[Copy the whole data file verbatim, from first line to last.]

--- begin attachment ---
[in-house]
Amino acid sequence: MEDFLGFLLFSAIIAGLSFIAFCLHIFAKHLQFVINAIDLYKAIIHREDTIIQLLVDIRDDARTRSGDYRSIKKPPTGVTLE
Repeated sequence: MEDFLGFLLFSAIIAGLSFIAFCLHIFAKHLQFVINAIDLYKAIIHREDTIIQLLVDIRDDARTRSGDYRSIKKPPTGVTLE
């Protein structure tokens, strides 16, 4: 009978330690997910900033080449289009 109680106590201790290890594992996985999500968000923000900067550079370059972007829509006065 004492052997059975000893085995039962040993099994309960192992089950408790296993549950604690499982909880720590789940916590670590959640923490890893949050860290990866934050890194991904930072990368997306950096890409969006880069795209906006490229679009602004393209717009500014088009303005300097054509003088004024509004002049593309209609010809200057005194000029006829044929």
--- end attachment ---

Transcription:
[in-house]
Amino acid sequence: MEDFLGFLLFSAIIAGLSFIAFCLHIFAKHLQFVINAIDLYKAIIHREDTIIQLLVDIRDDARTRSGDYRSIKKPPTGVTLE
Repeated sequence: MEDFLGFLLFSAIIAGLSFIAFCLHIFAKHLQFVINAIDLYKAIIHREDTIIQLLVDIRDDARTRSGDYRSIKKPPTGVTLE
């Protein structure tokens, strides 16, 4: 009978330690997910900033080449289009 109680106590201790290890594992996985999500968000923000900067550079370059972007829509006065 004492052997059975000893085995039962040993099994309960192992089950408790296993549950604690499982909880720590789940916590670590959640923490890893949050860290990866934050890194991904930072990368997306950096890409969006880069795209906006490229679009602004393209717009500014088009303005300097054509003088004024509004002049593309209609010809200057005194000029006829044929």